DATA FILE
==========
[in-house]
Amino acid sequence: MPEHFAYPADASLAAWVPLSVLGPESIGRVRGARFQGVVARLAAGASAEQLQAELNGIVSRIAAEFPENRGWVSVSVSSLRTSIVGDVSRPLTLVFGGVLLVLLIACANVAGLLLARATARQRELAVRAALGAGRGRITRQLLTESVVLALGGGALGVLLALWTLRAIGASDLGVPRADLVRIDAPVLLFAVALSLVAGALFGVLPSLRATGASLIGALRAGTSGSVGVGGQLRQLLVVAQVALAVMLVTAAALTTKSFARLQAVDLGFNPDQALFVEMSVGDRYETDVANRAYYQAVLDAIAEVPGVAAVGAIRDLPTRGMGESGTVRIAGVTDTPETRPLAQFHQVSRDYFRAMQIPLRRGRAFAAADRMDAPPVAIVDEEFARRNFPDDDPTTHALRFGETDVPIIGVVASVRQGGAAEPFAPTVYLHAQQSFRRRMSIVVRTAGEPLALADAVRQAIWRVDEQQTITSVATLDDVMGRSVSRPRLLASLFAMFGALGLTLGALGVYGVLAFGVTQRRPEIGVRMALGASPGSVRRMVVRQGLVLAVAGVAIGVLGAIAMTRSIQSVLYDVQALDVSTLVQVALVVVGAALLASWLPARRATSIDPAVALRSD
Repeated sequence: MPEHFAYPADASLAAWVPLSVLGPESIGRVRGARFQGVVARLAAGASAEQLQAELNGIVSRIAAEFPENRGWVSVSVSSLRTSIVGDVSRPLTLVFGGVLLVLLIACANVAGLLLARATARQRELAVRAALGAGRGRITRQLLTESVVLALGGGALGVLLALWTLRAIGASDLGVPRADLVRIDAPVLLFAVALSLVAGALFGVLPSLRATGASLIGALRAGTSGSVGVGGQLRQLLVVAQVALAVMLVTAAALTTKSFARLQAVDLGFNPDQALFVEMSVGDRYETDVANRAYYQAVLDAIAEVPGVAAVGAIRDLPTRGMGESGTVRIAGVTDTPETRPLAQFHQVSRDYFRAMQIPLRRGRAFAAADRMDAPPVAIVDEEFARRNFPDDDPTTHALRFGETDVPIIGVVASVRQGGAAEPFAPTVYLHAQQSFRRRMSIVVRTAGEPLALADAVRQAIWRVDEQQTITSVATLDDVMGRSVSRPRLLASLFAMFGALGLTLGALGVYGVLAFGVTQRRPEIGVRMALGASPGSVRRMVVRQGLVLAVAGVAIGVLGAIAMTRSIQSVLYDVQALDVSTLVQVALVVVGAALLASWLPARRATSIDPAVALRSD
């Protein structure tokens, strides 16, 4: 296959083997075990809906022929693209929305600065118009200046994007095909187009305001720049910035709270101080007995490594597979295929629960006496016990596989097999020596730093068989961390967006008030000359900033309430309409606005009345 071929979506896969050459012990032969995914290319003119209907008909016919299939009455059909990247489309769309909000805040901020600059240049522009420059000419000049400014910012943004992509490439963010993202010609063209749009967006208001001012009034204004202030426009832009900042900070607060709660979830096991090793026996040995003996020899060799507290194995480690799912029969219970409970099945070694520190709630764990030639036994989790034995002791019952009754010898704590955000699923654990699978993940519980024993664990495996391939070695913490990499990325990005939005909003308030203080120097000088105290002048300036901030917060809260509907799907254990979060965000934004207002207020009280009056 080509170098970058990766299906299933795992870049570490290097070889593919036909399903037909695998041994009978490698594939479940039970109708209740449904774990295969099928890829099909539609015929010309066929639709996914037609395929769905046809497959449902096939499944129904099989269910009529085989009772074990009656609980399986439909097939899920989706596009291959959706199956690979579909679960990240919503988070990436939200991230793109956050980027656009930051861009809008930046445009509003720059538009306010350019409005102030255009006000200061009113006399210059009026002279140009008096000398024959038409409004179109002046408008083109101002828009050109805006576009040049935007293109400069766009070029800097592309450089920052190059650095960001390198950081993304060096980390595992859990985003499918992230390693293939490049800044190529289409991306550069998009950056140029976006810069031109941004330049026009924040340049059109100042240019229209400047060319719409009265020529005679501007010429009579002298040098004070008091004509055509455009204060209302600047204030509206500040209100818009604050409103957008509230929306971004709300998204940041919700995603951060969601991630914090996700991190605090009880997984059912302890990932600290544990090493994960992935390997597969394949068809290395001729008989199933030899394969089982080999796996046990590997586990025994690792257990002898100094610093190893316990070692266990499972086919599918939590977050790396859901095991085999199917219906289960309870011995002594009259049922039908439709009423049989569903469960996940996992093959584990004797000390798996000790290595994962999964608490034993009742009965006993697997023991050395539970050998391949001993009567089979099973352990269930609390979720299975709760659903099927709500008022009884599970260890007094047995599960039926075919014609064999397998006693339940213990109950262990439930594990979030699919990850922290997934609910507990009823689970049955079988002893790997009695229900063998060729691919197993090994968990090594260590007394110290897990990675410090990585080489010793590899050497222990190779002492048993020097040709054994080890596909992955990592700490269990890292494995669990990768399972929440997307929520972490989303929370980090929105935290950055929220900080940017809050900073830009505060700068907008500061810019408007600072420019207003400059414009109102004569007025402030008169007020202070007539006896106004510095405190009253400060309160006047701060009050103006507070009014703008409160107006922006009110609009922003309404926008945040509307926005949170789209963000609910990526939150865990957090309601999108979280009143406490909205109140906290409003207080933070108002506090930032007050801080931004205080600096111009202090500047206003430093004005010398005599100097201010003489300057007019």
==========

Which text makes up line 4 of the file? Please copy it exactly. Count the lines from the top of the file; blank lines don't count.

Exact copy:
């Protein structure tokens, strides 16, 4: 296959083997075990809906022929693209929305600065118009200046994007095909187009305001720049910035709270101080007995490594597979295929629960006496016990596989097999020596730093068989961390967006008030000359900033309430309409606005009345 071929979506896969050459012990032969995914290319003119209907008909016919299939009455059909990247489309769309909000805040901020600059240049522009420059000419000049400014910012943004992509490439963010993202010609063209749009967006208001001012009034204004202030426009832009900042900070607060709660979830096991090793026996040995003996020899060799507290194995480690799912029969219970409970099945070694520190709630764990030639036994989790034995002791019952009754010898704590955000699923654990699978993940519980024993664990495996391939070695913490990499990325990005939005909003308030203080120097000088105290002048300036901030917060809260509907799907254990979060965000934004207002207020009280009056 080509170098970058990766299906299933795992870049570490290097070889593919036909399903037909695998041994009978490698594939479940039970109708209740449904774990295969099928890829099909539609015929010309066929639709996914037609395929769905046809497959449902096939499944129904099989269910009529085989009772074990009656609980399986439909097939899920989706596009291959959706199956690979579909679960990240919503988070990436939200991230793109956050980027656009930051861009809008930046445009509003720059538009306010350019409005102030255009006000200061009113006399210059009026002279140009008096000398024959038409409004179109002046408008083109101002828009050109805006576009040049935007293109400069766009070029800097592309450089920052190059650095960001390198950081993304060096980390595992859990985003499918992230390693293939490049800044190529289409991306550069998009950056140029976006810069031109941004330049026009924040340049059109100042240019229209400047060319719409009265020529005679501007010429009579002298040098004070008091004509055509455009204060209302600047204030509206500040209100818009604050409103957008509230929306971004709300998204940041919700995603951060969601991630914090996700991190605090009880997984059912302890990932600290544990090493994960992935390997597969394949068809290395001729008989199933030899394969089982080999796996046990590997586990025994690792257990002898100094610093190893316990070692266990499972086919599918939590977050790396859901095991085999199917219906289960309870011995002594009259049922039908439709009423049989569903469960996940996992093959584990004797000390798996000790290595994962999964608490034993009742009965006993697997023991050395539970050998391949001993009567089979099973352990269930609390979720299975709760659903099927709500008022009884599970260890007094047995599960039926075919014609064999397998006693339940213990109950262990439930594990979030699919990850922290997934609910507990009823689970049955079988002893790997009695229900063998060729691919197993090994968990090594260590007394110290897990990675410090990585080489010793590899050497222990190779002492048993020097040709054994080890596909992955990592700490269990890292494995669990990768399972929440997307929520972490989303929370980090929105935290950055929220900080940017809050900073830009505060700068907008500061810019408007600072420019207003400059414009109102004569007025402030008169007020202070007539006896106004510095405190009253400060309160006047701060009050103006507070009014703008409160107006922006009110609009922003309404926008945040509307926005949170789209963000609910990526939150865990957090309601999108979280009143406490909205109140906290409003207080933070108002506090930032007050801080931004205080600096111009202090500047206003430093004005010398005599100097201010003489300057007019």